Older patients’ perspectives on illness and healthcare during the early phase of the COVID-19 pandemic
Journal article, Peer reviewed
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Original versionJøranson, N., Heggestad, A. K. T., Lausund, H., Breievne, G., Bruun-Olsen, V., Heiberg, K. E., Myrstad, M. & Hylen Ranhoff, A. Older patients’ perspectives on illness and healthcare during the early phase of the COVID-19 pandemic. Nursing Ethics, 0(0), 1-13. https://doi.org/10.1177%2F09697330211072362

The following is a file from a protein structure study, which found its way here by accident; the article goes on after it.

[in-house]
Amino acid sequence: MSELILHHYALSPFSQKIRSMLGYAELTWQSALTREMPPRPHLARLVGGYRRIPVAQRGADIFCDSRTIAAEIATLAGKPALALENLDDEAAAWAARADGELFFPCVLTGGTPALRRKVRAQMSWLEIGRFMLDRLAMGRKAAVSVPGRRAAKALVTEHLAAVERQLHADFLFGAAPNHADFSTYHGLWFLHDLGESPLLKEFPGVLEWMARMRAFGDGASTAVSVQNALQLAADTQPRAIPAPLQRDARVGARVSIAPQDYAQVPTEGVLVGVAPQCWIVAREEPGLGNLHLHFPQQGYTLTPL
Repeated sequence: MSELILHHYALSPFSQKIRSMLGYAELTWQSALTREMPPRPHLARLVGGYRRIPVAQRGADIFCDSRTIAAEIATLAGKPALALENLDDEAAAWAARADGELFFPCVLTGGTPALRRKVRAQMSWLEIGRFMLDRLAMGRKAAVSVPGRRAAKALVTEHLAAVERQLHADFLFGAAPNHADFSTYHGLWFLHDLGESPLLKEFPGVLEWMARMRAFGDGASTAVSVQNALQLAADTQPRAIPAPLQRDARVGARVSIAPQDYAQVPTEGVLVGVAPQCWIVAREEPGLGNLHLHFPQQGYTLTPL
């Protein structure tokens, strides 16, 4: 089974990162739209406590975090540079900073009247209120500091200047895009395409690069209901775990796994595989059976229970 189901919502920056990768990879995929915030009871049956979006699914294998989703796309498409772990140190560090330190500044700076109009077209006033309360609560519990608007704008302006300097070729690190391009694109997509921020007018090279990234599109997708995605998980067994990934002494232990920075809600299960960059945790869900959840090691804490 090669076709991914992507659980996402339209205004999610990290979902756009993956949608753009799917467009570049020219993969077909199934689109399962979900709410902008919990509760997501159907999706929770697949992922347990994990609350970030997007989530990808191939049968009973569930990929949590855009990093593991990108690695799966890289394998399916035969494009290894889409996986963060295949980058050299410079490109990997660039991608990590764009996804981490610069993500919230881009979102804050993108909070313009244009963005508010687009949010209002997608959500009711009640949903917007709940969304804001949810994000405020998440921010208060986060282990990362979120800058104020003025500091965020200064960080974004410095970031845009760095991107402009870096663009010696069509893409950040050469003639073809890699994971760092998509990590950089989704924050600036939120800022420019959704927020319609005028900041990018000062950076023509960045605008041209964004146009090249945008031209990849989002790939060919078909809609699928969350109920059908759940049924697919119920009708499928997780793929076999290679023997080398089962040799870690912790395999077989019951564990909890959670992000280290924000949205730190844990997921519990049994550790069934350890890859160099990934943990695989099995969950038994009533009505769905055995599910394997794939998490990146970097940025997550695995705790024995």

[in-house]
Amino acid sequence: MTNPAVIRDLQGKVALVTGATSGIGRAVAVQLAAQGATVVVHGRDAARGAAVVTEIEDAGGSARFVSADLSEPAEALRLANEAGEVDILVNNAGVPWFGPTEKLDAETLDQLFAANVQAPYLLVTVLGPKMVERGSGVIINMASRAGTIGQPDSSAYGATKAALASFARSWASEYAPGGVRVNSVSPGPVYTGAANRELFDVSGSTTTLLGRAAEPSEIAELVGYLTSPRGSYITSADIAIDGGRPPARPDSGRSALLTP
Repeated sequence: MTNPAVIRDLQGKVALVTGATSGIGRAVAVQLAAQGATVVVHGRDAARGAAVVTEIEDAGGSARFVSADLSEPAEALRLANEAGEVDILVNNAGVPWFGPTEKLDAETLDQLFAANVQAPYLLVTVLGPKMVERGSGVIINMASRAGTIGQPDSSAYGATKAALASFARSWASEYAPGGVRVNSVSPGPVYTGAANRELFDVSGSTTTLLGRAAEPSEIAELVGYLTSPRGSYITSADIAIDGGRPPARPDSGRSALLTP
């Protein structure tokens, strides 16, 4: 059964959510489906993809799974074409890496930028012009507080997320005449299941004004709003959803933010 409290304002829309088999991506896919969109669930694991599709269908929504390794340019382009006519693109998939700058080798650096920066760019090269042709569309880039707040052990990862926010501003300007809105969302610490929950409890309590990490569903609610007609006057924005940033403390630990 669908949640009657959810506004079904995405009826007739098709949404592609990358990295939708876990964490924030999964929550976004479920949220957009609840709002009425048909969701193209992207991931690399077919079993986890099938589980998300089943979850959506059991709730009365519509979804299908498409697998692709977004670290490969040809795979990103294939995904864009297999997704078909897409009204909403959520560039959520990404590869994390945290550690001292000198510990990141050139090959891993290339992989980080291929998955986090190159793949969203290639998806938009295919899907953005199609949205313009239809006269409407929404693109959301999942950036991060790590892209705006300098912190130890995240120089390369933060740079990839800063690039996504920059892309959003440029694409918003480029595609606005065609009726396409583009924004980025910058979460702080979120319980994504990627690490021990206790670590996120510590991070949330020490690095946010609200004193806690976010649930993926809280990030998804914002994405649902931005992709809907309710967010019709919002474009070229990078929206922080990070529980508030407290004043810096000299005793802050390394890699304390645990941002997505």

Background: Equal access to healthcare is a core principle in Norway’s public healthcare system. The COVID-19 pandemic challenged healthcare systems in the early phase – in particular, related to testing and hospital capacity. There is little knowledge on how older people experienced being infected with an unfamiliar and severe disease, and how they experienced the need for healthcare early in the pandemic. Aim: To explore the experiences of older people infected by COVID-19 and their need for testing and hospitalisation. Research design: An explorative and descriptive approach, with qualitative interviews conducted in October 2020. Participants and research context: Seventeen participants above 60 years of age hospitalised due to COVID-19 during spring 2020 were recruited 6 months after discharge. Ethical considerations: Ethical approval was granted by the Regional Committee for Medical and Health Research Ethics in South-Eastern Norway (155425). Findings: The main finding was that the informants experienced vulnerability and arbitrariness. This finding was supported by three sub-themes: experiences with a severe and unfamiliar disease, the strict criteria and the importance of someone advocating needs. Discussion: Participants described varying access to healthcare. Those who did not meet the national criteria to be tested or hospitalised struggled against the system. Findings reveal arbitrary access to healthcare, in contrast to Norway’s ethical principle of fair and just access to health services. Moreover, to access and receive necessary healthcare, informants were dependent on their next-of-kin’s advocacy. Conclusion: Even when dealing with an unfamiliar disease, health professionals’ assessments of symptoms must be performed with an ethical obligation to applicate competent appraisal and the exercise of discernment; this is in line with care ethics and ethical standards for nurses. These perspectives are a significant part of caring and the intension of doing good.